Is there a nobler creature alive than the Jamaican Taxi driver? I think not, dear reader. For industry, resourcefulness and sheer entrepreneurship, I daresay few are his equal.

Now, I am sure there are those of you who will disagree with me. No doubt there are some of you who, having been involved in some unpleasant (but no doubt rare) incident with a taxi driver, may be inclined to speak less highly of the breed. Some of you, for example, will recall being trapped behind a taxi creeping along at 2 miles per hour, as its driver scanned the sidewalks for customers, oblivious to the blowing of your horn and your shouted curses. Others of you will recall having been almost run off the road by the same taximan who, having secured a customer, is now racing at an unholy speed to deliver said customer to their destination.

But there is not one of those taximen who, on your approach, will not drop everything he is doing to come to your service.  At a moment’s notice, he will do all in his power to see to it that you are conveyed safely and speedily to your destination.

And do not be put off by the “slightly-less-than-pristine” condition of his vehicle (invariably an aging white Toyota Corolla or Nissan Sunny). If a dent or two, a broken windshield, and torn seats, in an otherwise sound vehicle, will not prevent you from getting to your destination, then why dwell on them?

Better to settle yourself in your seat and enjoy the ride. If your seatbelt does not work then strap it around you as best you can and allow your driver to regale you with his wit and erudition. There are few creatures more knowledgeable (and loquacious) than the Jamaican taximan.  His knowledge of local politics, cricket and the intricacies of male/female relationships will astound you - as will his determination to share the totality of his knowledge with you in the 15 minutes between Parade and Half Way Tree.

I say open your mind and learn. It may take your mind off the alarming smoothness of his tyres. There is no need for distress, however, as bald tyres only require a firmer step on the brake pedal… and that he starts braking a tad earlier than he normally would. Neither task will trouble an experienced taximan.

If he should stop to pick up another passenger or two (or six) do not let this trouble you either. As your driver will explain - “they going almost di same place as you”. And if it seems that four on the backseat, three in the passenger’s seat, two in the trunk and one on your driver’s lap is tantamount to overcrowding, then just remind yourself that he is only doing (for ten others) what he is doing for you – seeing to it that you get to your destination as expeditiously as possible.

And if you would see the Jamaican taximan at his very finest, then you need only suggest that you are running a tad bit late. Is there anything he can do? Better you should ask does Jesus loves the little children? Is the Government corrupt? Can Asafa run faster than that bredda dem ketch wid drugs the other day?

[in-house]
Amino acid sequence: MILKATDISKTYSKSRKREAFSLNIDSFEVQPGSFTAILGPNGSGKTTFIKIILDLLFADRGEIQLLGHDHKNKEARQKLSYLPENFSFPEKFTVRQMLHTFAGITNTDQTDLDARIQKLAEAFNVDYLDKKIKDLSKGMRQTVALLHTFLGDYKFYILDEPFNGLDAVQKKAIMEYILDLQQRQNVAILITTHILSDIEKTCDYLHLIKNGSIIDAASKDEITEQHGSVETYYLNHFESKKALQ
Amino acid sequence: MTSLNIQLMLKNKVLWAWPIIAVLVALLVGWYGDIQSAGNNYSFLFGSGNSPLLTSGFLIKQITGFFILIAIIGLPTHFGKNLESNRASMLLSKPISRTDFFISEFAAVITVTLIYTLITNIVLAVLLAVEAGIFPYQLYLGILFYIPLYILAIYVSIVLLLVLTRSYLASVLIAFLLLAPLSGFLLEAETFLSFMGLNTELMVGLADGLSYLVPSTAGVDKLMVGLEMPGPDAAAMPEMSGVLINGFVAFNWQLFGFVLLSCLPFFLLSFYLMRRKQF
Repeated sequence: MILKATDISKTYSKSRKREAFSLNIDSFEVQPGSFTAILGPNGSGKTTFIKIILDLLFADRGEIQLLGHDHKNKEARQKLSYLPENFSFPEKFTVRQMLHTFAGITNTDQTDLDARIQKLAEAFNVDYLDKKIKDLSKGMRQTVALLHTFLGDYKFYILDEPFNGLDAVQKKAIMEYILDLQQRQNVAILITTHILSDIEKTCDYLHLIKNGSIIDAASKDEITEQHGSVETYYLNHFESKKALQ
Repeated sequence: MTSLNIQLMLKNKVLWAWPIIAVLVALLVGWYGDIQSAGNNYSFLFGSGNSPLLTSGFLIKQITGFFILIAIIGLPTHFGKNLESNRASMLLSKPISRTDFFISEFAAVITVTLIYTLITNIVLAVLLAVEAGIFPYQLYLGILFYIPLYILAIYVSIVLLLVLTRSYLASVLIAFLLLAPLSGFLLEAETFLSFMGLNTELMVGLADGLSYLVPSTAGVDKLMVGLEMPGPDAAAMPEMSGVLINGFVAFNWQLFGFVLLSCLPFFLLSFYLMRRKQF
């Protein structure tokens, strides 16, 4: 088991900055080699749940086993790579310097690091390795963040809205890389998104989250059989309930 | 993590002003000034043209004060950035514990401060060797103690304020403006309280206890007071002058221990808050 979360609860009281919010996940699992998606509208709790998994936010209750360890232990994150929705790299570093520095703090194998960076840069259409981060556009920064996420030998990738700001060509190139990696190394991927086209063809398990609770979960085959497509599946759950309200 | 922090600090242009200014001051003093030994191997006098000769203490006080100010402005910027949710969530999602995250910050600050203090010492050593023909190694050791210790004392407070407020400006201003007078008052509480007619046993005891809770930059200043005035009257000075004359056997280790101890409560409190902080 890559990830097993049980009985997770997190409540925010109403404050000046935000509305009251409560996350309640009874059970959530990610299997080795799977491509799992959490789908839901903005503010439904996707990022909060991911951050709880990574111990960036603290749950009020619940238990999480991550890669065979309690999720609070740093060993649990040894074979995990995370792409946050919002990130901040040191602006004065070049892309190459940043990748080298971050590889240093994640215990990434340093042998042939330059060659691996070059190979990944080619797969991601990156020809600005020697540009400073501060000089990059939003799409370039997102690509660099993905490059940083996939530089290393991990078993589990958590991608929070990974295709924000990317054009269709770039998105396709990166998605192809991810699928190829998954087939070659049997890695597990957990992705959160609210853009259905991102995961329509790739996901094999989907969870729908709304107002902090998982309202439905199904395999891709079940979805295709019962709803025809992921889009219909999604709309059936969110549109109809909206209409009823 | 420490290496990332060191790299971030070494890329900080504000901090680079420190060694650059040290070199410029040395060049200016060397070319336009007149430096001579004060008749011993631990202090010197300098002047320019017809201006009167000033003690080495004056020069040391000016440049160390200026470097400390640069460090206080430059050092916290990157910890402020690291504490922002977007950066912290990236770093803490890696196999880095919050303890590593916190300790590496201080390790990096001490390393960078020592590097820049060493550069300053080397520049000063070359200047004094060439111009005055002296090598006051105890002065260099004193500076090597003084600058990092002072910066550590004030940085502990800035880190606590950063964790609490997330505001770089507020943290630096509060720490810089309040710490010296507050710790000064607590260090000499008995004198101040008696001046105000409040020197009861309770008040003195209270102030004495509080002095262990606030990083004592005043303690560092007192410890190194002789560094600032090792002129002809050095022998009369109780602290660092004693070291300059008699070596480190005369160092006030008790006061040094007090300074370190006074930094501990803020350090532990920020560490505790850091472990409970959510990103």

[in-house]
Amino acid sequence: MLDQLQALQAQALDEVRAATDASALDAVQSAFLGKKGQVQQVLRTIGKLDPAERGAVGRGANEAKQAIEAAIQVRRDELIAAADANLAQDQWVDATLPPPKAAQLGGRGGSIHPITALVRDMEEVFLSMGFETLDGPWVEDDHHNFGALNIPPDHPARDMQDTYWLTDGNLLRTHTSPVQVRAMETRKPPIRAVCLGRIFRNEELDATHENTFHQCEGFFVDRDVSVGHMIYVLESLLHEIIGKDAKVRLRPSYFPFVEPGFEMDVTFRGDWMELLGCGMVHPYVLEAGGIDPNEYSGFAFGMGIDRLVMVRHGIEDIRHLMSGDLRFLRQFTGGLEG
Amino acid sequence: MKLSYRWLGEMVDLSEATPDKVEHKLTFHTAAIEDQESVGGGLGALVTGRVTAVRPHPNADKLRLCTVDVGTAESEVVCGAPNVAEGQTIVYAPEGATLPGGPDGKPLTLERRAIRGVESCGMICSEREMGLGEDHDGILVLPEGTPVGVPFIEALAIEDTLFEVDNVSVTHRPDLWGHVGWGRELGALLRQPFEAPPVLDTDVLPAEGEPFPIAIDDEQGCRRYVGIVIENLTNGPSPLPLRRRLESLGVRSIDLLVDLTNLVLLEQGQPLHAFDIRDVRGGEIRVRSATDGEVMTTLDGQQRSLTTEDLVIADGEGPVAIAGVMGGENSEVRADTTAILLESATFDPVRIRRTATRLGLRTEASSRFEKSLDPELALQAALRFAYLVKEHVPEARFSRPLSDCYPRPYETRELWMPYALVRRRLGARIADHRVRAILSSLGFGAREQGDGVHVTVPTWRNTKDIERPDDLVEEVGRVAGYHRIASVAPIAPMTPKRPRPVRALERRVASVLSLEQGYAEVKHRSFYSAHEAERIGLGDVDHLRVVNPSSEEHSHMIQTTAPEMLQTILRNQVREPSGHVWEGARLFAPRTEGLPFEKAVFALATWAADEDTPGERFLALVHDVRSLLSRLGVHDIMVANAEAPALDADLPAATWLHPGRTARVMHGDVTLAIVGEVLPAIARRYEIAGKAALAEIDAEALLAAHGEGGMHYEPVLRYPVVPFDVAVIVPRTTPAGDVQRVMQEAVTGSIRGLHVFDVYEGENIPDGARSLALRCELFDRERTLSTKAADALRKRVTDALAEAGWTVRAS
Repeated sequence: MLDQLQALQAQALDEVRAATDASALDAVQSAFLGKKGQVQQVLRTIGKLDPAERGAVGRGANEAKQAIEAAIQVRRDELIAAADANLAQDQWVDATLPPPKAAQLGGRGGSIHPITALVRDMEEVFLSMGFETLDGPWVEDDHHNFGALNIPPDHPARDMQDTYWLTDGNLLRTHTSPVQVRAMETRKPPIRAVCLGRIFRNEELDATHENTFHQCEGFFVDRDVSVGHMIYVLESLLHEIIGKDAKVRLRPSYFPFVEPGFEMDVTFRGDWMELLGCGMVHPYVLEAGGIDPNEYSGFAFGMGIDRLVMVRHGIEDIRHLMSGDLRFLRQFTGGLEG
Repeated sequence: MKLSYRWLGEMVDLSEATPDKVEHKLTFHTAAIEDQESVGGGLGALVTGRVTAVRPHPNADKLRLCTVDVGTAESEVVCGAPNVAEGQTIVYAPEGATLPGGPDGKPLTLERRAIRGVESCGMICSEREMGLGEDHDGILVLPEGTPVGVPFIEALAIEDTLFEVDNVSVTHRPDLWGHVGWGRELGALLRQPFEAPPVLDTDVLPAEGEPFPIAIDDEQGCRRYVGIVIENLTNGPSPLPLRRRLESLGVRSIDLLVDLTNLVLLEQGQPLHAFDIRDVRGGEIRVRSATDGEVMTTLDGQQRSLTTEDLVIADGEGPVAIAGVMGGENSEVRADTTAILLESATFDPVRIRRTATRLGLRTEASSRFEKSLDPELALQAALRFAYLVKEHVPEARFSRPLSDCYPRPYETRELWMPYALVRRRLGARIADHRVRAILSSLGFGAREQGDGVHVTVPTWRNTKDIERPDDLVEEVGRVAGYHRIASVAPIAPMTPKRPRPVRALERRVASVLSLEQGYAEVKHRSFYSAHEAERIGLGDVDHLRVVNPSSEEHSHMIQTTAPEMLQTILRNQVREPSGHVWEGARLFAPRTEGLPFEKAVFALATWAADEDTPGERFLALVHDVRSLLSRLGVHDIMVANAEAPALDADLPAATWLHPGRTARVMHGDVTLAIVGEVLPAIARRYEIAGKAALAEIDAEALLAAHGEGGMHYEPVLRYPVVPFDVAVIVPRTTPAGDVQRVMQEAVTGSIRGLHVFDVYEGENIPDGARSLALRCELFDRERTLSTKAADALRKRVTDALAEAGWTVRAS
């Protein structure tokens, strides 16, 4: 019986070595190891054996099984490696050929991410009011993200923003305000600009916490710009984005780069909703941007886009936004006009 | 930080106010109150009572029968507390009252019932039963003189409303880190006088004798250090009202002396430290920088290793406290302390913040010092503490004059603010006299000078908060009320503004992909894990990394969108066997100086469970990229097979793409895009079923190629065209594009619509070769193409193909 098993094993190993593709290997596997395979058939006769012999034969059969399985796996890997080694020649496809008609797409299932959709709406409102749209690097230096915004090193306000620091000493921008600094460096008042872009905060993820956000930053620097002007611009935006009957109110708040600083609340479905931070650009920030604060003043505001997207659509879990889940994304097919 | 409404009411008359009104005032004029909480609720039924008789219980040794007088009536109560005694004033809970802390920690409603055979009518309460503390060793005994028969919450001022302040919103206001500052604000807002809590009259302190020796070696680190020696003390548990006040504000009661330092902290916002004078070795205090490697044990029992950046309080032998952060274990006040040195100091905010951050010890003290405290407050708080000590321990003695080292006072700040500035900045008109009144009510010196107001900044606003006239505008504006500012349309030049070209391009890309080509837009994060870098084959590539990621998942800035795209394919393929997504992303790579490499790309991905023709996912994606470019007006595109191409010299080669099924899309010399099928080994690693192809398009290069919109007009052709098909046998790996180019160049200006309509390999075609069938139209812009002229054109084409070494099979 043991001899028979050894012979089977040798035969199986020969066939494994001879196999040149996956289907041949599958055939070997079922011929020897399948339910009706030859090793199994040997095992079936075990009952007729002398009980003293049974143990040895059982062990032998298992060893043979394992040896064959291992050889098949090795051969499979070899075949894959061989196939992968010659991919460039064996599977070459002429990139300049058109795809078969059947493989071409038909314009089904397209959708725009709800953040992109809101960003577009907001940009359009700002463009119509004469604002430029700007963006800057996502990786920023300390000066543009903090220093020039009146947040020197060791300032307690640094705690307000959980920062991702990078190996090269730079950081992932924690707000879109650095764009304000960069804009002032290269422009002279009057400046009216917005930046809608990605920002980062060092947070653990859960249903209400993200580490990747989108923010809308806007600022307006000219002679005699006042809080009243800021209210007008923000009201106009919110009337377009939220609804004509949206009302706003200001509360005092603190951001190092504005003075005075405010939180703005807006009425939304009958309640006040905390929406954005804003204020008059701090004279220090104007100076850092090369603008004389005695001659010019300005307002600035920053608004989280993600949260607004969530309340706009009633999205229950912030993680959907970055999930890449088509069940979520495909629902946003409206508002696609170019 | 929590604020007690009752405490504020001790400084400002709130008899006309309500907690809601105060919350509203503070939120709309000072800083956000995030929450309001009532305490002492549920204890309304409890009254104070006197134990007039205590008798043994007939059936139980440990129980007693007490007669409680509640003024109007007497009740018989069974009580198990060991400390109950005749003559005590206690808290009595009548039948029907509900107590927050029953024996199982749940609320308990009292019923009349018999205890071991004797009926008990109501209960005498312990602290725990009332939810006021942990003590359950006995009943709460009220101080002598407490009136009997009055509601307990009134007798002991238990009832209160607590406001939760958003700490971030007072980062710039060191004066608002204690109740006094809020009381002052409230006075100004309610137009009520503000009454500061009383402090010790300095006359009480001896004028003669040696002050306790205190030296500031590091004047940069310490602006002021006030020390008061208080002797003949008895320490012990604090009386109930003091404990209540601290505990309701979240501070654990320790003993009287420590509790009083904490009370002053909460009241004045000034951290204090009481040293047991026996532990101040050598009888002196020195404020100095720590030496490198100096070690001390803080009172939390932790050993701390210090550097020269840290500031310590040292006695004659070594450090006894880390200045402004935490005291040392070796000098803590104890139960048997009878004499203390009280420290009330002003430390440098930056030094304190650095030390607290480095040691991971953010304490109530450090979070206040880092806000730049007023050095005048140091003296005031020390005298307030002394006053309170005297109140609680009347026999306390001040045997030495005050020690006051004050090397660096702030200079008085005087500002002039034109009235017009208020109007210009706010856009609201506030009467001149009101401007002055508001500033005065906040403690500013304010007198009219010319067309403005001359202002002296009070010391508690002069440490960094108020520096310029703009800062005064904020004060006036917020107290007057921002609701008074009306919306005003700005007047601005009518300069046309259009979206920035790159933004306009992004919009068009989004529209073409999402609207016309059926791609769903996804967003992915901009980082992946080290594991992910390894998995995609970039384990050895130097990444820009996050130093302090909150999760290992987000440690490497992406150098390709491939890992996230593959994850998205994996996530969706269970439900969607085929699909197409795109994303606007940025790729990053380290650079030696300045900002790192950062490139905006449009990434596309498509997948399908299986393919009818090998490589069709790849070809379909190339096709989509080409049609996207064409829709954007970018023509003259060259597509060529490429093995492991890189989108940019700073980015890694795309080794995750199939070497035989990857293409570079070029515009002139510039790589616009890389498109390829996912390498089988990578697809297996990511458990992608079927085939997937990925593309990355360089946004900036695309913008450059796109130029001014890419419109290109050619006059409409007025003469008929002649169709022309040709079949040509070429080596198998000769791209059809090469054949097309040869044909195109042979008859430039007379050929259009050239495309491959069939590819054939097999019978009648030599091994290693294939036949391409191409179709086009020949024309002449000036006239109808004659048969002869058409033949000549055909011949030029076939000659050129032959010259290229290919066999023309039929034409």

I promise you, your driver was just waiting for this kind of encouragement.  Like carrots to a donkey, a whip to a racehorse and bribes to a corrupt politician, strenuous efforts on your behalf will surely follow. Your driver will cease all conversation, lower his head and give his full attention to his hitherto neglected gas pedal. If he must drive the wrong way up a one-way street, create a third lane where none existed before, drive on a crowded sidewalk, all while blowing his horn as if the traffic should part before him like Moses at the Red Sea - then so be it.

And if you think a mere red light will stop your driver, then you have misjudged him – in fact you have grievously underestimated him. Your driver will speed through that light with all the serenity of one to whom the Almighty Himself has promised immortality. What might deter an ordinary driver will not daunt this road warrior.

As for the speed limit? As your driver will advise you, this is merely an arbitrary and unrealistic number created as a hindrance to black people trying to do their business.

Heavy traffic? Not to worry. Your driver knows short cuts that even those who laid out the plans for the city of Kingston are unaware of.

And so what if the result is terrified pedestrians, vigorous curses from other drivers and even a policeman in hot pursuit? Getting you to your destination is the only goal worthy of your driver’s attention.

If, on arrival, you are somewhat perplexed as to how he managed to calculate your fare, I beg you, hold your tongue. $500 from Red Hills Road to Manor Park may seem high to you, but please consider all that his gone into making your trip a pleasant one:  the experience painstakingly gained from numerous years and endless miles on the road, the traffic tickets too numerous to count (or pay), the countless hours rapping in the rum bar while he honed his conversation skills, and even more years of putting up with surly and uncommunicative passengers like you - who quarrel every time he breaks a stoplight. No sir, he has earned every penny of that money!

So, all hail these noble denizens of the road! Facilitators of commerce and transporters of the common man - for theirs is a difficult lot. Noble Taximan, I salute you!